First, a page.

‘Managed IT Systems’ just fit. While working in a break-fix role for another company, I knew there had to be a better way. I heard rumblings of managed networks and thought it sounded like a great idea for IT. In 2004, I learned I wasn’t alone and there was a movement starting. I wanted to offer managed IT to my clients and luckily the name was available.– Scott Meeler, CEO of Managed IT Systems
Based on my initials… but it sounds so smooth! Could also be ‘Computer System Professionals’ or ‘Cloud Service Provider.’ It was fate.– Chris Plouffe, CEO of CSP Technologies
It honestly was a slip of the tongue. I was looking at doing wireless connectivity for hotels and a friend of mine trying to say ‘concierge’ said ‘com-cierge’ instead. Thus, it was born. ‘Com’ also being for ‘computers,’ ‘communications,’ and ‘common sense.’– Jason Peters, Owner of Comcierge Systems
In our service area there was a lot of slow providers. When we started, business people still used phonebooks a lot to find providers. We wanted to be the first one listed. So how do you promote faster service and have a top listing in alphabetical order? You brainstorm. If it weren’t for old marketing ideas and a client-based need to market for, we would have a different name.– Ariel Perley, Owner of Express Tech
We had left a franchise with a catchy name and wanted to make sure that the new name stuck as well. After many weeks of soul searching, conference calls, and narrowing down ideas, we finally came up with something catchy and created our tagline, “We manage your technology so your business doesn’t croak.” Also, as some may know, ‘frog’ stands for ‘Fully Rely On God,’ which ‘Works’ for us.– Alex Bleam, President of Frogworks
I had 14 hours from when I was first informed my services would no longer be needed at my former company to the next morning when I needed to have an email and a ‘real’ company name for the benefit of three clients I might be taking on. Being the really expressive and creative type, I came up with ‘Peterson Technology Group’ in about an hour, using my last name and knowing we would work with ‘technology.’ I added ‘Group’ so I didn’t look small, even though it was me and one sub-contractor.– Kevin Peterson, Owner of Peterson Technology Group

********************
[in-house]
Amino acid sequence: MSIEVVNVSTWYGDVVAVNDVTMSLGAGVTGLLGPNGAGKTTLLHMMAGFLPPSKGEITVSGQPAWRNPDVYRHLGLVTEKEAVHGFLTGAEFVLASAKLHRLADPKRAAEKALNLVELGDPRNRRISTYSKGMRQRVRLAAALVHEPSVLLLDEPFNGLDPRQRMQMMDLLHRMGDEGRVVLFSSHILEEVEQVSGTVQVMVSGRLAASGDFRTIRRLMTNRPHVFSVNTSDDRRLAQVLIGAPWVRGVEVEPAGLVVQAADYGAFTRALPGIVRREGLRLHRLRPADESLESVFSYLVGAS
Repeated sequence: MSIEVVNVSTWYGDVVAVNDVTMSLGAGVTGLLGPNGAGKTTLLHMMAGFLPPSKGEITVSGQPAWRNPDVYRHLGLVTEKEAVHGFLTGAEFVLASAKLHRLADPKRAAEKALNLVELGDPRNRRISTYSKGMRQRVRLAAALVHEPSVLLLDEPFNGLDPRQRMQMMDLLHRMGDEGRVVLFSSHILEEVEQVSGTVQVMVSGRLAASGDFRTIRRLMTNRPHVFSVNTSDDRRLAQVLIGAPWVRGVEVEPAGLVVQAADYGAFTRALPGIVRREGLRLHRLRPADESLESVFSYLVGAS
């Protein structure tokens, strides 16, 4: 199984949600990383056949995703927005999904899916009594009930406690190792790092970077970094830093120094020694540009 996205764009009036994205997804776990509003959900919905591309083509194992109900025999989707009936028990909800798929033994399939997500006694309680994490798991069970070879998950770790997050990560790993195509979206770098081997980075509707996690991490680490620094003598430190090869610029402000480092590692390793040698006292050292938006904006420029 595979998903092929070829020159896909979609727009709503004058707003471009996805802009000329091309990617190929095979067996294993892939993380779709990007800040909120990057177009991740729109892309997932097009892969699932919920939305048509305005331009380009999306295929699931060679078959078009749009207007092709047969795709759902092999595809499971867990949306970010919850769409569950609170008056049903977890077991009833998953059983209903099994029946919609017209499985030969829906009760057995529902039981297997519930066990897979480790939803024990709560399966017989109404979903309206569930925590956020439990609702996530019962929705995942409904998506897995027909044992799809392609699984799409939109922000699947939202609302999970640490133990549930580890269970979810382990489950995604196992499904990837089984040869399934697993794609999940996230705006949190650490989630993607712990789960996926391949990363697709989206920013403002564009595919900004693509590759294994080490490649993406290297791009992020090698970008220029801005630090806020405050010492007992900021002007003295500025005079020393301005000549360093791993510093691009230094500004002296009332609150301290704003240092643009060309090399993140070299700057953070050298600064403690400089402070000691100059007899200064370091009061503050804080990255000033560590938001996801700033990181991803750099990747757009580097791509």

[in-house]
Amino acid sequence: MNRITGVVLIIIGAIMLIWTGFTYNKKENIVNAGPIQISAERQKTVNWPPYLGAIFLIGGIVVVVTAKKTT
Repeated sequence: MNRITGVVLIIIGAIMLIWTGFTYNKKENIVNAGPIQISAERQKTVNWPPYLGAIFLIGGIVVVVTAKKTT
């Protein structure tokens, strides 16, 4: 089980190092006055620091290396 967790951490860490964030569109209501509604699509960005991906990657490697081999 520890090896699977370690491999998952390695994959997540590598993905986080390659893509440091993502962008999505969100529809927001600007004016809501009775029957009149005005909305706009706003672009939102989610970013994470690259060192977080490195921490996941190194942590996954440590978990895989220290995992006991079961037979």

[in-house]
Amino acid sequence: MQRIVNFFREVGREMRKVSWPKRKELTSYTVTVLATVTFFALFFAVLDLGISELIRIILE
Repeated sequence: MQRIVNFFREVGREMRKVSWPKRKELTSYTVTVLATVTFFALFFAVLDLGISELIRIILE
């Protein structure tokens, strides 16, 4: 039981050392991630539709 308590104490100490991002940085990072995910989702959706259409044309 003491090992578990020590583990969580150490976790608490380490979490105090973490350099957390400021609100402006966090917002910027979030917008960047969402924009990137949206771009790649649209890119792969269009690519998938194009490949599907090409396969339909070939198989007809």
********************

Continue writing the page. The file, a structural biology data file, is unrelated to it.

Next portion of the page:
The UNI is spelled out U-N-I and refers to ‘you and I,’ meaning, ‘we’re in this together, let’s find a solution.’– Lance Keltner, Owner of UNI Computers
There are many businesses with names that specify their area of expertise with “works” appended to it… much like the ‘Water Works’ property in the Monopoly game. I was teaching at the local technical school in 2014, and a local computer shop decided to close after more than 15 years in business. The stars aligned: it presented a very low financial risk, and I had a student ready and willing to run the shop (she had previously worked there for a long time). Knowing that I didn’t want my own name in the business name, it really just popped in my head on the way to work one morning: ‘Tifton Tech Works.’ At the time, it was perfect — it didn’t limit us to anything specific. If it’s tech, we make it work.– Ben Rehberg, Owner of Tifton Tech Works
When we started in 2007, I kept getting referred to as ‘computer geek’ or ‘computer nerd’ and it drove me crazy. Mainly, it was because people had this negative connotation of what tech people were like: nerdy, geeky, ill-mannered, unkempt. I knew this was far from the truth. I wanted a name that my staff and I could adopt that described who we were but was still fun and a little tongue-in-cheek. We handled more than just ‘computer repair.’ We were IT specialists. We worked with personal computers, phones, networks, audio visual, home automation, business environments, security, and so much more. Basically, anything tech-related we gravitated toward. We were techies, tech enthusiasts, we’re… ‘tech junkies.’ The name stuck.– Jason Penka, CEO of Tech Junkies
So there you have it! A little insight into how our members came up with their identity!
Are you interested in becoming a Member of The 20? Click here for more information!